What are vertical lift modules and how can they fit your warehouse?

Have you ever imagined your cupboard to be automatic? An automatic storage space where you just need to press a button and Voila! you have your required item served before you. But why do you need an automatic cupboard at the first place? May be not. But automation matters when there are a number of items to store and you need them in your hand really quick. A warehouse or a factory is a place where the above utopia will become a hysteria.  A vertical lift module is the technology that makes the above system possible. You must have seen elevators with doors that open on both the front and rear side. Similarly, VLM consists of two columns of trays, parallelly facing each other and a mechanical extractor between them like the elevator. The mechanical extractor travels up and down between the columns automatically retrieving and storing the items from these trays stored on the columns. In warehouses, inventory is stored in these columns and by entering the tray number on the built-in control pad, the extractor triggers and retrieves the items from the columns by intelligently detecting the location of that item. This operation is applicable for extraction as well as replenishment of material inside the vertical storage module.

Necessity and Invention, an old lore!

Manufacturers across the globe supply a wide range of products and hence manage the inventory of these wide range of product profiles. From slow movers to fast and from small items to large, material handling approaches vary if these manufacturers are to maintain efficiency. There are various technologies available for fast moving items but medium and slow movers also required a technology to sync with the level of operation.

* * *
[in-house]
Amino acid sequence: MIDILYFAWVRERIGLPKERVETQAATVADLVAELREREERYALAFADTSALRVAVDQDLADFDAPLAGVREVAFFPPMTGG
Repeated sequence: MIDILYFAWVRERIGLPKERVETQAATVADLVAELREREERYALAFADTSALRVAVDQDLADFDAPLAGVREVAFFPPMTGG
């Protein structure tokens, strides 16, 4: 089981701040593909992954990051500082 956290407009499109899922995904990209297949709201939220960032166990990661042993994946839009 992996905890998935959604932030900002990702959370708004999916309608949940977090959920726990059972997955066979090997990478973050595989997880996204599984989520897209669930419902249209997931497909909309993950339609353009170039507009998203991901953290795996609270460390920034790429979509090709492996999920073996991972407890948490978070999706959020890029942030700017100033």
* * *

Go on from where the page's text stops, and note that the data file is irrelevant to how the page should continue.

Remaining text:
Some of the leading manufacturing industries including automotive, metals and heavy machinery, semiconductors and electronics, and aviation started using VLMs for the storage and retrieval of components and raw materials which are either slow or medium movers. At present, almost 18% of the VLM is used by automotive end-user sector. Suppliers in this industry focus on managing large inventory effectively and also seek to reduce additional cost incurred due to damages in parts. They also intend to improve the storage capacity within the available floor space. These factors lead to the increase in adoption of VLMs in the automotive industry.

Is it your cup of tea?

Although designed primarily for storing and retrieving slow to medium-moving products, VLMs (Vertical Lift Modules) are important components on the system side of supply chain flow. It is one of the best solutions for the facilities where the ceiling height goes up to 100 feet and have heavy items that require lifting assistance for the operator to handle them safely.

Those industries where the inventory mix changes very frequently, and the stored parts record highly variable sizes and weights.

VLMs are used most often for order picking, consolidation, kitting, parts handling, buffering, inventory storage, buffer storage, and numerous other similar operations.

How does it make an impact?